Opinion

Vets teach Parks official a lesson when he refuses to stand for Pledge

pledge vet
Photo Credit: Robert K. Yosay

A veterans group in a Chicago suburb is cutting off cooperation with a local parks and recreation board because one of the commissioners refuses to stand for the Pledge of Allegiance.

The Morton Grove Park District begins each meeting with the pledge as part of its normal agenda, according to the Chicago Tribune.

But there’s nothing normal about district Commissioner Dan Ashta’s response.

Ashta, whom the Tribune calls “an attorney who focuses on constitutional law,” not only refuses to say the pledge, he won’t stand while others do so.

“We have an item on the agenda that says ‘Pledge of Allegiance,'” Ashta told the Tribune. “The only choice you have is to utter a statement. … You don’t have a choice to remain silent.”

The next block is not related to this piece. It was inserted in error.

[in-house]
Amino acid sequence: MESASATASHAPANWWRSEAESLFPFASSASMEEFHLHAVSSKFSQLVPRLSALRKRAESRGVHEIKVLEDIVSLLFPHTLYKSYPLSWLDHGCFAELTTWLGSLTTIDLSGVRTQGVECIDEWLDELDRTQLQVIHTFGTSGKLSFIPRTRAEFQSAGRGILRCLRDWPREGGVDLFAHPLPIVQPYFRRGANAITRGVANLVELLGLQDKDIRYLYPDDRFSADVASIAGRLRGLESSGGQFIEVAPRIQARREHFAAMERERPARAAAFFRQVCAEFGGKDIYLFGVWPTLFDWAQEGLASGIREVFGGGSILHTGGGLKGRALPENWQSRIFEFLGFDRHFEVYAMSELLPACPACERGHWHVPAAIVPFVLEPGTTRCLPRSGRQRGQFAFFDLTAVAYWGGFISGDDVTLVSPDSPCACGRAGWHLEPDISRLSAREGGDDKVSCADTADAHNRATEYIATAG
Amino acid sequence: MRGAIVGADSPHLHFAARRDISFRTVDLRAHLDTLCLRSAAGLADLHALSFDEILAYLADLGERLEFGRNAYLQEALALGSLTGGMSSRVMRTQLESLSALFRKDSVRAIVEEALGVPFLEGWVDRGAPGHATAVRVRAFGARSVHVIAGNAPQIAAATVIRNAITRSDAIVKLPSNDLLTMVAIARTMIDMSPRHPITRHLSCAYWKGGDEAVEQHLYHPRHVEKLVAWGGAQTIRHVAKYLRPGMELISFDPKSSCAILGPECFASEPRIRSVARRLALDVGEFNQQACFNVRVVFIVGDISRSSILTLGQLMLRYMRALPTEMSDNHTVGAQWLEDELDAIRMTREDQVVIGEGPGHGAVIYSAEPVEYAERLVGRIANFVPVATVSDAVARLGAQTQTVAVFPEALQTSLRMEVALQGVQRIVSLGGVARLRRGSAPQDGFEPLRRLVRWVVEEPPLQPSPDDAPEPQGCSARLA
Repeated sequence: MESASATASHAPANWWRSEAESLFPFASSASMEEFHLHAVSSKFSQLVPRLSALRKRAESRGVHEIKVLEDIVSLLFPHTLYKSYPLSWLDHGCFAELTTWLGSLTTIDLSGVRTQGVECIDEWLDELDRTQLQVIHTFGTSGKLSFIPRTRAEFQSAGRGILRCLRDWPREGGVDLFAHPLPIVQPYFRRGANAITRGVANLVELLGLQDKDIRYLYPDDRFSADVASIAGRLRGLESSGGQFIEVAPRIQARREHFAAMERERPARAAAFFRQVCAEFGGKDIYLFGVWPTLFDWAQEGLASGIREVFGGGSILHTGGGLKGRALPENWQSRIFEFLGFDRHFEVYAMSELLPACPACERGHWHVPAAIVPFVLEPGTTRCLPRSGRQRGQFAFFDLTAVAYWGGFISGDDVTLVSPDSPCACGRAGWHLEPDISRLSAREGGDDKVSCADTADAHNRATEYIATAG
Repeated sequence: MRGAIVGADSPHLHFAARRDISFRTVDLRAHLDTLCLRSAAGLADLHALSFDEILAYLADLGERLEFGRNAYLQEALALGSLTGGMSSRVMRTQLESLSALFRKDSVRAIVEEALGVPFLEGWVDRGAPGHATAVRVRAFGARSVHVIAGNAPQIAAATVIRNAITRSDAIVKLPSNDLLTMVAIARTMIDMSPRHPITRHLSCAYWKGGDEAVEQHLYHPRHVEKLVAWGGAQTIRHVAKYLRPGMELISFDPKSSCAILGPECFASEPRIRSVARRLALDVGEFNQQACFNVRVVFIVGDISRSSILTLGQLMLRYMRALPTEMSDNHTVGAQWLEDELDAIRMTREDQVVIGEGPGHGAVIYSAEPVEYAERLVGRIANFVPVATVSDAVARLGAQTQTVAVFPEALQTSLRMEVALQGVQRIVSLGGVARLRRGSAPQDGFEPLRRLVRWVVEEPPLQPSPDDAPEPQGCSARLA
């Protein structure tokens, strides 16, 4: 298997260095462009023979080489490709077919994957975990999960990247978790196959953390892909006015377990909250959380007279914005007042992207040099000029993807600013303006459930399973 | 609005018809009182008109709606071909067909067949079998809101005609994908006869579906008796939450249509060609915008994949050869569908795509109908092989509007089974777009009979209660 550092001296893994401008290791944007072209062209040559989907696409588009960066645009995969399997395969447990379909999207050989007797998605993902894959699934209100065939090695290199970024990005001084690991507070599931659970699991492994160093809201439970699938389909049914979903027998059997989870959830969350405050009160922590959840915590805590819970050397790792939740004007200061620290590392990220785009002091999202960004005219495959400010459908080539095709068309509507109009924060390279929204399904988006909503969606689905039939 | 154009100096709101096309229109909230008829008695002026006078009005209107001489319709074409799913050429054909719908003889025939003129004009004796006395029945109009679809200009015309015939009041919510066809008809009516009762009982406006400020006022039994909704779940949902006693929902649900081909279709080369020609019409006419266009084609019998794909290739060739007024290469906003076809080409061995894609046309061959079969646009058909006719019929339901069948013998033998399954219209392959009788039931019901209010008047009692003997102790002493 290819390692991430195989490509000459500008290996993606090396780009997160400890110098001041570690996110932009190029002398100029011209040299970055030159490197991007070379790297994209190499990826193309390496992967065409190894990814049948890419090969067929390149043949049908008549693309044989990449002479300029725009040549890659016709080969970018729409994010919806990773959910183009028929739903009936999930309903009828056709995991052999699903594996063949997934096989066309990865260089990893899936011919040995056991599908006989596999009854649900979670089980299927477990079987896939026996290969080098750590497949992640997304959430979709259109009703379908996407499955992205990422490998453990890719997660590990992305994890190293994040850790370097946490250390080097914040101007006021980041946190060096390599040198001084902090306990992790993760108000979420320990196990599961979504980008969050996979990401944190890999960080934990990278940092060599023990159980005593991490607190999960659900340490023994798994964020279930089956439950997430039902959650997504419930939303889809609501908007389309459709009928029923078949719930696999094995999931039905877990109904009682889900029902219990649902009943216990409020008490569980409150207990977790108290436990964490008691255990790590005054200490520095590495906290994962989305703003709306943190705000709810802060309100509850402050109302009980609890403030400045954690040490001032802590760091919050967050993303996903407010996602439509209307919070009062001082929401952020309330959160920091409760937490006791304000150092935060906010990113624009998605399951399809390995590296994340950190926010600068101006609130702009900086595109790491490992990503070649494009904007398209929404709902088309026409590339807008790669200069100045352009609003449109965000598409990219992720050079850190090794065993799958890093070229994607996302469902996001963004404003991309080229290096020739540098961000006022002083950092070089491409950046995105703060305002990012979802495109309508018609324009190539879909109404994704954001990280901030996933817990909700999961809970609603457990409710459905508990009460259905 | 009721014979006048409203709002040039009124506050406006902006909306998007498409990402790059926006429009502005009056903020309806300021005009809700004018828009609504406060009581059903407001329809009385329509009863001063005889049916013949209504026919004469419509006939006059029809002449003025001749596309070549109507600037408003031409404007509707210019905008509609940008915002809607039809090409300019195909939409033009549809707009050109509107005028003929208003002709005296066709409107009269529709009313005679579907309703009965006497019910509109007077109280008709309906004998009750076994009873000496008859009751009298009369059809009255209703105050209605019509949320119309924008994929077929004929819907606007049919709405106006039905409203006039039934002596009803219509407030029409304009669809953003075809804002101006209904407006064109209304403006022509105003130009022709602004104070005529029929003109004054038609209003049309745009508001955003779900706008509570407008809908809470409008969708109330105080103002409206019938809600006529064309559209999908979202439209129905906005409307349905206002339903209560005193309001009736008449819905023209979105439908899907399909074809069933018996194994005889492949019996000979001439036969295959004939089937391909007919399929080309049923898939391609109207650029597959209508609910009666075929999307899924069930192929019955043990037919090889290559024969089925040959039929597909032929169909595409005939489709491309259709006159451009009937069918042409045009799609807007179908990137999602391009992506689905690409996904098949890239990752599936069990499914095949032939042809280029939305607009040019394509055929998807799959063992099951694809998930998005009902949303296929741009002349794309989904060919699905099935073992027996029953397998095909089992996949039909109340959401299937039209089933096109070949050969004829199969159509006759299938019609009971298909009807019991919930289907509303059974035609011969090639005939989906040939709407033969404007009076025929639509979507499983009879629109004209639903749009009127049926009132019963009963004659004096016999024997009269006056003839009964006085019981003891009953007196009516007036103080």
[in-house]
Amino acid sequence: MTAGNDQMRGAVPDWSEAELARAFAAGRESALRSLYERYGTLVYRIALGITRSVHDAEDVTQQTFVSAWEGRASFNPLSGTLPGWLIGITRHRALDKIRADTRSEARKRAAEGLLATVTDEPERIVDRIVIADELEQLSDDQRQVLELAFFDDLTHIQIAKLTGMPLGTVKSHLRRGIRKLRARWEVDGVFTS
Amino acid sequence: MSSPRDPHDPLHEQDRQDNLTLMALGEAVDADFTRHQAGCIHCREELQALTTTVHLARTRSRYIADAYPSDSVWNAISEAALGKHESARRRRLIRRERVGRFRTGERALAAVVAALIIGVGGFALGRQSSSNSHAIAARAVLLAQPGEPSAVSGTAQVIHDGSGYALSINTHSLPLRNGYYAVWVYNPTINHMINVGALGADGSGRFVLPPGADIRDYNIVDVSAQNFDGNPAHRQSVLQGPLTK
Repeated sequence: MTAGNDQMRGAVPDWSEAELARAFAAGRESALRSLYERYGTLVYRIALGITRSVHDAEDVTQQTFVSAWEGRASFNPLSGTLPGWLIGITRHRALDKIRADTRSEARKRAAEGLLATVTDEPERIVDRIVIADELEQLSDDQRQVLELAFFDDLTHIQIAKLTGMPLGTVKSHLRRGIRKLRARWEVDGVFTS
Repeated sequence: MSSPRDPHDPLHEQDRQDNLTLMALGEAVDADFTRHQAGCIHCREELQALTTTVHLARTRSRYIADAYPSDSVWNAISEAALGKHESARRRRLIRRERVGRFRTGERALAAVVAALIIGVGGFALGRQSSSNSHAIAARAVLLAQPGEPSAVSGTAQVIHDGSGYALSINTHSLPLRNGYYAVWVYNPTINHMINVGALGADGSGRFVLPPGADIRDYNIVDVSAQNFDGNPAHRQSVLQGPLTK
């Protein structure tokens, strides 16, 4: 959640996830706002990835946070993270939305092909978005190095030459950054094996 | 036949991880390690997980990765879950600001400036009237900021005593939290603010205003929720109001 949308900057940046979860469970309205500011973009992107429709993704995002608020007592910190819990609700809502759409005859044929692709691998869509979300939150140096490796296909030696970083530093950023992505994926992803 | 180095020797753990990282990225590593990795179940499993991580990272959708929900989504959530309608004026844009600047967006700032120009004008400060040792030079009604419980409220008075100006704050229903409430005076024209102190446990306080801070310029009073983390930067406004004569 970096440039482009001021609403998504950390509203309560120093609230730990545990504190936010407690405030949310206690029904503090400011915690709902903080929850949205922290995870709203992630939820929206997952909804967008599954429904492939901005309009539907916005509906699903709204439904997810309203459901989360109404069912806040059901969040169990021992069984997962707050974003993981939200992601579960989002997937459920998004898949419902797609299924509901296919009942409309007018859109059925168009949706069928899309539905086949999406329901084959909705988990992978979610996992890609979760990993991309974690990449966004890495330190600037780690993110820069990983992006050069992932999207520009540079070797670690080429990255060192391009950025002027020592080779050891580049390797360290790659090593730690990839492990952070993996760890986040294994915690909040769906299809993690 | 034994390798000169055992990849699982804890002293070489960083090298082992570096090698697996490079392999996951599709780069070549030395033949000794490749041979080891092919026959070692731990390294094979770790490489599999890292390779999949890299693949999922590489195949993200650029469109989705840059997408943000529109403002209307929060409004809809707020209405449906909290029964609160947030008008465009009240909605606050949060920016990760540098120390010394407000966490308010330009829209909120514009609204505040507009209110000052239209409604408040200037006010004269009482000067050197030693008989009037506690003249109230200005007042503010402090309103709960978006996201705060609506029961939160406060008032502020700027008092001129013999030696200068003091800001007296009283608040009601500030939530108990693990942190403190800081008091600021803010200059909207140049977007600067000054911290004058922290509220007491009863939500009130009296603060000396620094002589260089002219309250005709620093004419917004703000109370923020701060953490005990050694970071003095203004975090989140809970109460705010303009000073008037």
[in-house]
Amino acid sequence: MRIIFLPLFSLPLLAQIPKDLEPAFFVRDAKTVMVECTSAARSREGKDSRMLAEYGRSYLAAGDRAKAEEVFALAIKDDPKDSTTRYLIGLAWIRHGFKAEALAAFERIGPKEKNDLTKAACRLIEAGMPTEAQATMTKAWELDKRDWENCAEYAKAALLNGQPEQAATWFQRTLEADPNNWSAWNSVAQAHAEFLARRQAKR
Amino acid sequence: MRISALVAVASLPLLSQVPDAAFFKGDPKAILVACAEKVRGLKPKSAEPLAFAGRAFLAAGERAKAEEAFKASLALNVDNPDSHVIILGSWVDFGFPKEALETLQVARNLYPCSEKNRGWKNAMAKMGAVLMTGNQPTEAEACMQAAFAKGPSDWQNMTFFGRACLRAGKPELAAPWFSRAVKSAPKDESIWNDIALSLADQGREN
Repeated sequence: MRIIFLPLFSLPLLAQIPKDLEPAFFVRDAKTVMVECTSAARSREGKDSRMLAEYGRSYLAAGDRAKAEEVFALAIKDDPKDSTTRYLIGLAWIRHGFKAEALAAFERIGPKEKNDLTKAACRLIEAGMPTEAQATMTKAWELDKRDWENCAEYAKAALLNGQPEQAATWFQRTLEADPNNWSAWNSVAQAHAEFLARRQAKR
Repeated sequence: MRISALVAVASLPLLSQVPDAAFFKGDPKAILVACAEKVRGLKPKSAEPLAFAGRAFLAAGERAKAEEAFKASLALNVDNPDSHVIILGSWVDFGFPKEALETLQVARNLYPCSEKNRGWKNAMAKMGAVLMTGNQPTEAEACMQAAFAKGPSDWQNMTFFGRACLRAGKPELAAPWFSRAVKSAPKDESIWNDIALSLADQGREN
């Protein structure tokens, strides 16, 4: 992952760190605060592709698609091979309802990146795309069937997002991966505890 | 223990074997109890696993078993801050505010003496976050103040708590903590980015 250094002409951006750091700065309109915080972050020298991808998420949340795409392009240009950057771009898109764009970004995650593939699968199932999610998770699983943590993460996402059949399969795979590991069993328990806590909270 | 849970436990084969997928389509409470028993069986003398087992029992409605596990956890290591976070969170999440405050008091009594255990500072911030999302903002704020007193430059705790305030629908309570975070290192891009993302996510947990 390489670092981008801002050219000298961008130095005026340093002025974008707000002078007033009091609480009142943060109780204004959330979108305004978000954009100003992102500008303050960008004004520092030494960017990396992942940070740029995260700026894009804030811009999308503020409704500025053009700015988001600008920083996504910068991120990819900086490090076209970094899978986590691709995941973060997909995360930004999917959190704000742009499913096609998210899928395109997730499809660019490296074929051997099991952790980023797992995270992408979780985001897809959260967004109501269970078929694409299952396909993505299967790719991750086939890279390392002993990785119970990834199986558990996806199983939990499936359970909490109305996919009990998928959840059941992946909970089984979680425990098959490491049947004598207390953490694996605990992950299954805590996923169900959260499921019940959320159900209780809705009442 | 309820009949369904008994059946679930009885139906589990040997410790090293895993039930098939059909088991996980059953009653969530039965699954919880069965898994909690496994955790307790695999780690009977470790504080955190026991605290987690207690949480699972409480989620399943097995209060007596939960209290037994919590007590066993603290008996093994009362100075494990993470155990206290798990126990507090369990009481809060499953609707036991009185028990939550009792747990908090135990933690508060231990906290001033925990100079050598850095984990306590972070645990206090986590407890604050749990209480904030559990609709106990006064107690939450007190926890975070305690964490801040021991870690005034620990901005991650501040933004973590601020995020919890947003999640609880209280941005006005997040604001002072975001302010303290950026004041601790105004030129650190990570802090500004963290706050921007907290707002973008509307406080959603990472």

(Actually, you do. People do it all the time.)

American Legion Post 134 isn’t taking it lying down.

The post has voted to stop contributing money and volunteer time to park events – “until such time that everybody stands for the pledge,” Post Commander Joseph Lampert told the Tribune.

Since Ashta was elected in April to a term that doesn’t expire until 2019, according to the park district’s website, the impasse is likely to continue for a while.

The Tribune reports the parks district is looking for other sponsors to take over the veterans’ spot.

The vets say the whole thing could have been taken care of with a little cooperation from Ashta.

“Nowhere did we say that he has to recite the pledge or put his hand over his heart,” Lampert said. “We would just like to see him stand out of respect.”

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